Disruption of foreign oil supplies for more than a year could wreak havoc on the American economy, but the United States is capable of replacing nearly three-fourths of its oil imports within five years, congressional researchers say.

Using available technologies and some government incentives, the nation could prevent another doubling of oil prices, which happened twice in the 1970s, through conservation measures and switching to other fuels, the Office of Technology Assessment said last Wednesday in a study requested by Sen. Charles H. Percy (R-Ill.).

"We are no longer as economically vulnerable to an oil cutoff as we once were," Percy, chairman of the Senate Foreign Relations Committee, said in response to the 158-page report.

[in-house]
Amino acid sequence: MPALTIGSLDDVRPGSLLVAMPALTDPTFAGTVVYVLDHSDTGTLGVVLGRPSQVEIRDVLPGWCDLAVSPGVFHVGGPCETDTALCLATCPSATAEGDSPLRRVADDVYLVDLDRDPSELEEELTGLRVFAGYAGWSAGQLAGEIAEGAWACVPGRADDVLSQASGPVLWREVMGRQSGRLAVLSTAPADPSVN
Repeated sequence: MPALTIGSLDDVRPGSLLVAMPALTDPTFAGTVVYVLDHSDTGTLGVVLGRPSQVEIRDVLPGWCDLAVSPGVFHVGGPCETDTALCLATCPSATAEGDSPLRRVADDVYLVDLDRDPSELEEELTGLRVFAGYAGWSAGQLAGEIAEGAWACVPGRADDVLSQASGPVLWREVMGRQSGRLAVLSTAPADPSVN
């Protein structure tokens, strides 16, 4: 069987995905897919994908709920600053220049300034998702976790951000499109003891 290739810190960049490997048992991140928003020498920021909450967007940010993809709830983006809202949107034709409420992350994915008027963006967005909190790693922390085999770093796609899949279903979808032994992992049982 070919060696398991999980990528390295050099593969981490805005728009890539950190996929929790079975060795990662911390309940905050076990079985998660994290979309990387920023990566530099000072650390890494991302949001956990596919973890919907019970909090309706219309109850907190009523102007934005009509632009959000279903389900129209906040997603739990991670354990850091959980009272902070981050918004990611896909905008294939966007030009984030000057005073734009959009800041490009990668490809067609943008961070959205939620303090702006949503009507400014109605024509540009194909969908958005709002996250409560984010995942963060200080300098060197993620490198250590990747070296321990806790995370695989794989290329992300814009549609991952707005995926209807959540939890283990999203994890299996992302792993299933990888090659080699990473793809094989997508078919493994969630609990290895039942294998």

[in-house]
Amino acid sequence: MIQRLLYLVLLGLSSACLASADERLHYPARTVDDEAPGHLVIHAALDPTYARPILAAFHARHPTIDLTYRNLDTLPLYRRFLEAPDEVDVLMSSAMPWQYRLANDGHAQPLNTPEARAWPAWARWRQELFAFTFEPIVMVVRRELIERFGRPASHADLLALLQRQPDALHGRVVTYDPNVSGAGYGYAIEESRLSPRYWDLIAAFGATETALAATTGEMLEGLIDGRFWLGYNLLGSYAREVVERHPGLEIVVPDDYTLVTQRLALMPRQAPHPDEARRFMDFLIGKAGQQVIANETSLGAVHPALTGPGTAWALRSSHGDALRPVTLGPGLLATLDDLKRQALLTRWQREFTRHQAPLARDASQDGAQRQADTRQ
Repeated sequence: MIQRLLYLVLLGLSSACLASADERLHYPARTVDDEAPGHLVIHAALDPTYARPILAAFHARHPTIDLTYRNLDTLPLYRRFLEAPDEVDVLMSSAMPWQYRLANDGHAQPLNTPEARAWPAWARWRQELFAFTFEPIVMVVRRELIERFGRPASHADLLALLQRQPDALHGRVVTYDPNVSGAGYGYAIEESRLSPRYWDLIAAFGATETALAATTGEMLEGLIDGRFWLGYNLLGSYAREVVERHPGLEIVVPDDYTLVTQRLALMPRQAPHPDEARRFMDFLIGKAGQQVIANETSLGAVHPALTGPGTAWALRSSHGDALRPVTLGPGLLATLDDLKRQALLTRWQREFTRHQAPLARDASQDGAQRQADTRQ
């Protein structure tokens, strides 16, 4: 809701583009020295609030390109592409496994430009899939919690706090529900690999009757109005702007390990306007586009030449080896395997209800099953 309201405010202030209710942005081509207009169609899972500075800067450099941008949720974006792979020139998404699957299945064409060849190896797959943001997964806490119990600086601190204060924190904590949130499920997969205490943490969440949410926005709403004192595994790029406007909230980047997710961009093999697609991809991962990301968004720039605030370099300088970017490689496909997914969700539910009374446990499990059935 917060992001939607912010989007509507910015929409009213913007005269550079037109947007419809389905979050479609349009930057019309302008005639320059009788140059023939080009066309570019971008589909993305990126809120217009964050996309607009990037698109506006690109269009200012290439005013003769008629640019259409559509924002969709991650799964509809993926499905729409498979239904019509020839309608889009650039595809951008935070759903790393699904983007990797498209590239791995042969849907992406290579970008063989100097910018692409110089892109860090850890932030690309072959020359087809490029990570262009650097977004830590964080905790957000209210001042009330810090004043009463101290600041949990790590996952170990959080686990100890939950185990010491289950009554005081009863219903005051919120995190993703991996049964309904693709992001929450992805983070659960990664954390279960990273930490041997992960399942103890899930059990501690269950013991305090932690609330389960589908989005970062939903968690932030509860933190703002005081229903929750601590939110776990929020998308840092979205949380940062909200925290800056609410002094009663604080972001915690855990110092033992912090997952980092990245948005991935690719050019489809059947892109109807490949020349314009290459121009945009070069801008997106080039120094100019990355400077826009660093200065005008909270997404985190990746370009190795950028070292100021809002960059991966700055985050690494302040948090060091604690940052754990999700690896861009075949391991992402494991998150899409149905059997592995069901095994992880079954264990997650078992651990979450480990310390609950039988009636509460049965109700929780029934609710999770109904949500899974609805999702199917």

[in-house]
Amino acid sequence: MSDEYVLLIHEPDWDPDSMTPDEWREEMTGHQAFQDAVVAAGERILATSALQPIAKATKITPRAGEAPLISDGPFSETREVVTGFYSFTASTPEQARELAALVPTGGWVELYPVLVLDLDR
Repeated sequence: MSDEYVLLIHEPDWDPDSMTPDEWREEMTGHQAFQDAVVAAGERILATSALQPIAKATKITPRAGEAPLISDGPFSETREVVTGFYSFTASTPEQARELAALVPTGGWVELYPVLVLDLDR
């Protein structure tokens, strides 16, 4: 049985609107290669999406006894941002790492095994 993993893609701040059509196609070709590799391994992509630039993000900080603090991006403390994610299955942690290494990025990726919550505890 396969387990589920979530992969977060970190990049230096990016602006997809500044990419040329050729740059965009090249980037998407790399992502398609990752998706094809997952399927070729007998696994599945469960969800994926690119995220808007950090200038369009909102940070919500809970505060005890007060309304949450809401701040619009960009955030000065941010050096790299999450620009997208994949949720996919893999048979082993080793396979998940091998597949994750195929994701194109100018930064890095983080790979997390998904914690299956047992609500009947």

The study was based on an assumption that the noncommunist world's crude oil production of about 45 million barrels per day was cut by 20 percent for five years. That 9 million-barrel shortfall roughly equals a shutoff of all Persian Gulf oil exports. The study assumes that about 3 million barrels of the reduction, roughly two-thirds of daily U.S. imports, would fall on the United States.

With a 400 million-barrel Strategic Petroleum Reserve and another 300,000 barrels in private U.S. stockpiles, such a shutoff would not hurt the economy much in the first year, the study said.

After that, oil prices could climb from their current price of $30 a barrel to $50 to $70 a barrel, depending on how fast Americans switch to electricity, natural gas and synthetic fuels and take conservation measures, the researchers said.

The report's underlying conclusion is that the United States is capable of replacing 3.6 million of the 4.5 million barrels of oil it imports daily within five years, through conservation and substitution of other energy sources.